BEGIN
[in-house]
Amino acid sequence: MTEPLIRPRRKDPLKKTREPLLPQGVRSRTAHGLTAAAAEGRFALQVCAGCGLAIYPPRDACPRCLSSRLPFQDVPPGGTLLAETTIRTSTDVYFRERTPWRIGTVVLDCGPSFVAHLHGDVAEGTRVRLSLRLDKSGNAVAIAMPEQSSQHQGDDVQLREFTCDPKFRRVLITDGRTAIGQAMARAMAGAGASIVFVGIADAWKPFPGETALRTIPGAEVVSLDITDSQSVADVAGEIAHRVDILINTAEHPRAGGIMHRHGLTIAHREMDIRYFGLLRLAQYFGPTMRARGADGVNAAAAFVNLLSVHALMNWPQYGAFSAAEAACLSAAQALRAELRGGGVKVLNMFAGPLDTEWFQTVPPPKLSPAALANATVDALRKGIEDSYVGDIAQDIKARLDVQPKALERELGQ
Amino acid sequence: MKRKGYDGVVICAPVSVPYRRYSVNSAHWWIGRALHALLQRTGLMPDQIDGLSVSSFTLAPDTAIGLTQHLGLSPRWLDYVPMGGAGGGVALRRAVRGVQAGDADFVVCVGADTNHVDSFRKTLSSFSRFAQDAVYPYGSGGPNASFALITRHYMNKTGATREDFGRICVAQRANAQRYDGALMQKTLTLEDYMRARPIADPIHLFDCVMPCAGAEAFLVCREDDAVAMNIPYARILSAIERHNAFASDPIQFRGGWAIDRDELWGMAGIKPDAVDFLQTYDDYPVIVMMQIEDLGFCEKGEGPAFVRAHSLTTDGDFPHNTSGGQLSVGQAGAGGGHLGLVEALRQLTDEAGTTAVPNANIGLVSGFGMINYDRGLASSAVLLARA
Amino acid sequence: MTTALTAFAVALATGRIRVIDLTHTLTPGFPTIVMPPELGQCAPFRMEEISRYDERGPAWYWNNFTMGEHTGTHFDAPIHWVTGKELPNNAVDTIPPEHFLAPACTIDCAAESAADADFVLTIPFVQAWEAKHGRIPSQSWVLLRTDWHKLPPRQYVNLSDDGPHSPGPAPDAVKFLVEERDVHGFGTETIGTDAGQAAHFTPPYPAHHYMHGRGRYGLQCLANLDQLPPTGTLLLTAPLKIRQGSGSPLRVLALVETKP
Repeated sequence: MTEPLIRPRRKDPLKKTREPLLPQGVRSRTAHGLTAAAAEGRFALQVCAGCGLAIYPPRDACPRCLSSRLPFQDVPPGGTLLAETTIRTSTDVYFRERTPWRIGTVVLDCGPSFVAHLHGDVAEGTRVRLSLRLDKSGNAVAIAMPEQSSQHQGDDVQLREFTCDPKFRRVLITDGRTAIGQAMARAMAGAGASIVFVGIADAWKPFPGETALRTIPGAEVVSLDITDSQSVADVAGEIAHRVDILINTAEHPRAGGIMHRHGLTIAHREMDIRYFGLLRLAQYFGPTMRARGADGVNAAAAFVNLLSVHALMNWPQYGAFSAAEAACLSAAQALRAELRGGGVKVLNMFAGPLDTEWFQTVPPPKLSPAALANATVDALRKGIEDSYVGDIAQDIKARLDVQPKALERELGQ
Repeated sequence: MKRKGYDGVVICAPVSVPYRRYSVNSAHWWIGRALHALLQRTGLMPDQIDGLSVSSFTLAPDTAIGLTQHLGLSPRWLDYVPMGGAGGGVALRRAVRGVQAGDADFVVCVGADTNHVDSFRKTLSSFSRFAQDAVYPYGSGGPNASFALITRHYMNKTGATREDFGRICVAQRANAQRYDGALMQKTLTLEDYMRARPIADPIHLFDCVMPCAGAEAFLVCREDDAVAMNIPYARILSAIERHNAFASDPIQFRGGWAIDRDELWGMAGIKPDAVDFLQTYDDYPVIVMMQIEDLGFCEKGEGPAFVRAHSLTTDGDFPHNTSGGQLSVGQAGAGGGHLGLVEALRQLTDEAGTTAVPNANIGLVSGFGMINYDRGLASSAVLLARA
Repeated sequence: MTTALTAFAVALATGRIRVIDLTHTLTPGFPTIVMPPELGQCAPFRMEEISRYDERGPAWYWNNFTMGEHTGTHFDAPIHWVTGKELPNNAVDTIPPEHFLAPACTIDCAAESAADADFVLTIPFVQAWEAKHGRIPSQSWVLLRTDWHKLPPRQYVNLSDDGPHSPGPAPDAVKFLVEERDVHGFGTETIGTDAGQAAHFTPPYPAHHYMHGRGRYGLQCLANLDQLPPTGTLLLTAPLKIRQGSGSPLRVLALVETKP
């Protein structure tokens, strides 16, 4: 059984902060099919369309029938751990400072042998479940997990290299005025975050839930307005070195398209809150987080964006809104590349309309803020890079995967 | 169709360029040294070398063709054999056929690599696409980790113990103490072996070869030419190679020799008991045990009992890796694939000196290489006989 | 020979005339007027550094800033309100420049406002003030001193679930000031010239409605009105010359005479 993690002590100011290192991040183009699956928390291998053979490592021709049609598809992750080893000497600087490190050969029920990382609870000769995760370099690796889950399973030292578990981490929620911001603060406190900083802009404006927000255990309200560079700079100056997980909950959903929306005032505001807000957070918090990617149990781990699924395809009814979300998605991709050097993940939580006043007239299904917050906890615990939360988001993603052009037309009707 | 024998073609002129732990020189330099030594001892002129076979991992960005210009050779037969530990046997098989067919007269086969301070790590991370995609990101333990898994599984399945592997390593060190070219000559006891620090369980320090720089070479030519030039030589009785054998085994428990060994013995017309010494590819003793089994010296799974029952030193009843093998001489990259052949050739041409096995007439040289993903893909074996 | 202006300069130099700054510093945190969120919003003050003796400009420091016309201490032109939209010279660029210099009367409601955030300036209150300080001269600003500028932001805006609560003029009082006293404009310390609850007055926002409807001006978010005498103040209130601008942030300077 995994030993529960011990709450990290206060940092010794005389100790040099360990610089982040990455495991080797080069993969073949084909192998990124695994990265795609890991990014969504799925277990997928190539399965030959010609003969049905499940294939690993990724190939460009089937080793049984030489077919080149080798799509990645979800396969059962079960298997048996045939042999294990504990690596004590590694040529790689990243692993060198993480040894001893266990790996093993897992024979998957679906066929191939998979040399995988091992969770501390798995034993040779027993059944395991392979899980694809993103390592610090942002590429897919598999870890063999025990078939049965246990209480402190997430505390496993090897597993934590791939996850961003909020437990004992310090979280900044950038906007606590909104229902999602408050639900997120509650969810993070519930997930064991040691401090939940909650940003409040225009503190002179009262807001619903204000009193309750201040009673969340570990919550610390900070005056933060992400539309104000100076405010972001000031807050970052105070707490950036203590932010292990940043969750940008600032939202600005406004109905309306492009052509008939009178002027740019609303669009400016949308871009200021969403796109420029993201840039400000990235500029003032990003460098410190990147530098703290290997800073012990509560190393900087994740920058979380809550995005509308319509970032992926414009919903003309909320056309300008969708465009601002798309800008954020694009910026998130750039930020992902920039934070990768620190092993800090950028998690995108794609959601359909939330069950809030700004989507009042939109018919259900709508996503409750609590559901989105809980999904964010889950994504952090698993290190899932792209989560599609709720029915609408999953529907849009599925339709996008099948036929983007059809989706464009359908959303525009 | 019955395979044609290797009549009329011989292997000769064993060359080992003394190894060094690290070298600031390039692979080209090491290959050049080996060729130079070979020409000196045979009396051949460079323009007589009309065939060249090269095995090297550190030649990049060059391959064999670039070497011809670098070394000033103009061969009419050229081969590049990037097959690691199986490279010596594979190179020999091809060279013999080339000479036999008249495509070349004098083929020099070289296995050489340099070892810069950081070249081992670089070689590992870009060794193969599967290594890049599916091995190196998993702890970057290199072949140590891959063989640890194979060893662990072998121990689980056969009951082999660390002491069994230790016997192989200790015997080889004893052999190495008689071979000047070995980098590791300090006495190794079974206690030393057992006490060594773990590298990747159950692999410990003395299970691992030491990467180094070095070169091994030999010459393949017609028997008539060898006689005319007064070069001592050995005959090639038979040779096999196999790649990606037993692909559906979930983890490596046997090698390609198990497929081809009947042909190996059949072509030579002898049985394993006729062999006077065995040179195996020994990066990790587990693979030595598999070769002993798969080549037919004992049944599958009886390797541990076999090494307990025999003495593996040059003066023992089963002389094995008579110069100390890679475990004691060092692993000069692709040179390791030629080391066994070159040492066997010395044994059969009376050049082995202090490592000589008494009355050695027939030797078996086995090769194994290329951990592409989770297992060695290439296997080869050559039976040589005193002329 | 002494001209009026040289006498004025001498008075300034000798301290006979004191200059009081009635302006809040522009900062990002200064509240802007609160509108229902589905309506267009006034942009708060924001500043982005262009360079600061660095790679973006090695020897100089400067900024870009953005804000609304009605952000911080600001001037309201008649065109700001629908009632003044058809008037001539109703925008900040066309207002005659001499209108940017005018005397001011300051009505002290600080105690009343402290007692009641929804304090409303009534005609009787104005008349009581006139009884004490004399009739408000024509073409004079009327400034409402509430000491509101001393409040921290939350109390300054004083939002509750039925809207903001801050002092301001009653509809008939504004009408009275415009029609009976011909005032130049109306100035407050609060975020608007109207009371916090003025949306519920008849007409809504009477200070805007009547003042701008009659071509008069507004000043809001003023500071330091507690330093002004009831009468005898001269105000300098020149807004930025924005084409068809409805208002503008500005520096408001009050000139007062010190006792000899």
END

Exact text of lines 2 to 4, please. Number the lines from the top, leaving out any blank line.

Amino acid sequence: MTEPLIRPRRKDPLKKTREPLLPQGVRSRTAHGLTAAAAEGRFALQVCAGCGLAIYPPRDACPRCLSSRLPFQDVPPGGTLLAETTIRTSTDVYFRERTPWRIGTVVLDCGPSFVAHLHGDVAEGTRVRLSLRLDKSGNAVAIAMPEQSSQHQGDDVQLREFTCDPKFRRVLITDGRTAIGQAMARAMAGAGASIVFVGIADAWKPFPGETALRTIPGAEVVSLDITDSQSVADVAGEIAHRVDILINTAEHPRAGGIMHRHGLTIAHREMDIRYFGLLRLAQYFGPTMRARGADGVNAAAAFVNLLSVHALMNWPQYGAFSAAEAACLSAAQALRAELRGGGVKVLNMFAGPLDTEWFQTVPPPKLSPAALANATVDALRKGIEDSYVGDIAQDIKARLDVQPKALERELGQ
Amino acid sequence: MKRKGYDGVVICAPVSVPYRRYSVNSAHWWIGRALHALLQRTGLMPDQIDGLSVSSFTLAPDTAIGLTQHLGLSPRWLDYVPMGGAGGGVALRRAVRGVQAGDADFVVCVGADTNHVDSFRKTLSSFSRFAQDAVYPYGSGGPNASFALITRHYMNKTGATREDFGRICVAQRANAQRYDGALMQKTLTLEDYMRARPIADPIHLFDCVMPCAGAEAFLVCREDDAVAMNIPYARILSAIERHNAFASDPIQFRGGWAIDRDELWGMAGIKPDAVDFLQTYDDYPVIVMMQIEDLGFCEKGEGPAFVRAHSLTTDGDFPHNTSGGQLSVGQAGAGGGHLGLVEALRQLTDEAGTTAVPNANIGLVSGFGMINYDRGLASSAVLLARA
Amino acid sequence: MTTALTAFAVALATGRIRVIDLTHTLTPGFPTIVMPPELGQCAPFRMEEISRYDERGPAWYWNNFTMGEHTGTHFDAPIHWVTGKELPNNAVDTIPPEHFLAPACTIDCAAESAADADFVLTIPFVQAWEAKHGRIPSQSWVLLRTDWHKLPPRQYVNLSDDGPHSPGPAPDAVKFLVEERDVHGFGTETIGTDAGQAAHFTPPYPAHHYMHGRGRYGLQCLANLDQLPPTGTLLLTAPLKIRQGSGSPLRVLALVETKP